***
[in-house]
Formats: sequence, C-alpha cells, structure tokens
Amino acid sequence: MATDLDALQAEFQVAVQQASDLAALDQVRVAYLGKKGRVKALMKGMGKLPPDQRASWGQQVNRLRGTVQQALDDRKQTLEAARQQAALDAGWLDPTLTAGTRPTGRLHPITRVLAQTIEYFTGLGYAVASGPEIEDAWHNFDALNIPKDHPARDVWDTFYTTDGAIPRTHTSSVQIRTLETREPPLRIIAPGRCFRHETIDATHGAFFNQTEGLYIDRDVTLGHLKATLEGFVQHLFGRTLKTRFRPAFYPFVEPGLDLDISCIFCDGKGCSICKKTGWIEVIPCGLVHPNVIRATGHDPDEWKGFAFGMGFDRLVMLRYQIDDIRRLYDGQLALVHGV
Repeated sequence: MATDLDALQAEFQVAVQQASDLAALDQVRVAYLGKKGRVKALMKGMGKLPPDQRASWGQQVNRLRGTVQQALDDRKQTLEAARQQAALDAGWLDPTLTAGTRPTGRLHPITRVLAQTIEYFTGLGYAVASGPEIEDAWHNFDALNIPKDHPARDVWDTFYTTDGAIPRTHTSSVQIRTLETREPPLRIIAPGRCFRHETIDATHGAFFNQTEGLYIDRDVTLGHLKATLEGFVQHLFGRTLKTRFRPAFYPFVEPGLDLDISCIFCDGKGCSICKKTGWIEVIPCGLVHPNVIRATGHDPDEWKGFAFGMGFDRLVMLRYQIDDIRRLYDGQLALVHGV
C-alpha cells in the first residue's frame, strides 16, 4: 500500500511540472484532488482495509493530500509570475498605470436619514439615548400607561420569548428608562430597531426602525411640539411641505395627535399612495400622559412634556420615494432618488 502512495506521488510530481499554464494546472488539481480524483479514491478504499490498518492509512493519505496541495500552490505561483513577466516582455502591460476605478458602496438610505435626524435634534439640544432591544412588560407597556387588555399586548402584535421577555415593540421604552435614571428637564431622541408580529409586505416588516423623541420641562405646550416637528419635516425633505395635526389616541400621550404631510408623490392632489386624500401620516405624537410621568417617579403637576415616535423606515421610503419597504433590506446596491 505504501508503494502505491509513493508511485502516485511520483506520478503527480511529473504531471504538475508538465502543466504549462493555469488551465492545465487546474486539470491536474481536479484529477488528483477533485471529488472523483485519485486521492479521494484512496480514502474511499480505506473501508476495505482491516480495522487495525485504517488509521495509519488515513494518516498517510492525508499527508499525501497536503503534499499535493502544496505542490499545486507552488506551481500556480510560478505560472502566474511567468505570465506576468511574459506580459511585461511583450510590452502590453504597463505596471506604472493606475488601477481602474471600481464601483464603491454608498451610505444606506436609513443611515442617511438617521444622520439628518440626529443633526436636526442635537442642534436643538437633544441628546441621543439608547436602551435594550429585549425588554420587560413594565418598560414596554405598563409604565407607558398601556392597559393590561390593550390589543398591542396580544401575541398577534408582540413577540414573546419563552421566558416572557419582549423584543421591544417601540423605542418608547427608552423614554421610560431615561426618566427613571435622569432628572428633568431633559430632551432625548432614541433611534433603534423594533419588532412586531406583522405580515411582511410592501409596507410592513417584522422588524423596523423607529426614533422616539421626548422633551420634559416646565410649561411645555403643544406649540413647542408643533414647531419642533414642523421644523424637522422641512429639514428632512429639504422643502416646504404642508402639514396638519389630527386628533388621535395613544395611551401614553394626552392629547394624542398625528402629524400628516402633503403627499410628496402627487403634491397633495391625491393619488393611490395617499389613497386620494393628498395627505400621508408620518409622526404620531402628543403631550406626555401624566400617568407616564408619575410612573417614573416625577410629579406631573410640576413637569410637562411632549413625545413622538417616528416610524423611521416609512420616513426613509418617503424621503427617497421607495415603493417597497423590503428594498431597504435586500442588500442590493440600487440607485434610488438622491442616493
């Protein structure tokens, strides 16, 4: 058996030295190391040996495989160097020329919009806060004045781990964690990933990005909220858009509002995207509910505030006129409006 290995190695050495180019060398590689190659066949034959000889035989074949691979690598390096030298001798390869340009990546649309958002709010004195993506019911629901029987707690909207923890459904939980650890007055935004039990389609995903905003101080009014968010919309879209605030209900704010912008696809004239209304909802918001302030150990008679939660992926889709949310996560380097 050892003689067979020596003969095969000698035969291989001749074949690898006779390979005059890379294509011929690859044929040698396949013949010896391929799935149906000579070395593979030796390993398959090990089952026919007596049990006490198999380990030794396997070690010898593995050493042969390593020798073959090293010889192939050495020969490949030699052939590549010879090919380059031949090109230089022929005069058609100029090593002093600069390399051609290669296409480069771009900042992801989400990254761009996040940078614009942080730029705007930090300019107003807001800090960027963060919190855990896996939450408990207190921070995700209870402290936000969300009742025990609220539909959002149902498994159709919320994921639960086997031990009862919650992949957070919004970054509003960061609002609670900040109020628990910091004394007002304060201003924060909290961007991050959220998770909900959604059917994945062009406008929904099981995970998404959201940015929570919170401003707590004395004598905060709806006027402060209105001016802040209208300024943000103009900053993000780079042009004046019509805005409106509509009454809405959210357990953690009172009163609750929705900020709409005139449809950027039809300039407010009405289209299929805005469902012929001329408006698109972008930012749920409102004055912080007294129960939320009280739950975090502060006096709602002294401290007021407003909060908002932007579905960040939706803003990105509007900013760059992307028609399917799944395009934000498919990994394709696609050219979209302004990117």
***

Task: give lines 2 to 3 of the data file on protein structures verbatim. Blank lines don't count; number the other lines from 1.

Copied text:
Formats: sequence, C-alpha cells, structure tokens
Amino acid sequence: MATDLDALQAEFQVAVQQASDLAALDQVRVAYLGKKGRVKALMKGMGKLPPDQRASWGQQVNRLRGTVQQALDDRKQTLEAARQQAALDAGWLDPTLTAGTRPTGRLHPITRVLAQTIEYFTGLGYAVASGPEIEDAWHNFDALNIPKDHPARDVWDTFYTTDGAIPRTHTSSVQIRTLETREPPLRIIAPGRCFRHETIDATHGAFFNQTEGLYIDRDVTLGHLKATLEGFVQHLFGRTLKTRFRPAFYPFVEPGLDLDISCIFCDGKGCSICKKTGWIEVIPCGLVHPNVIRATGHDPDEWKGFAFGMGFDRLVMLRYQIDDIRRLYDGQLALVHGV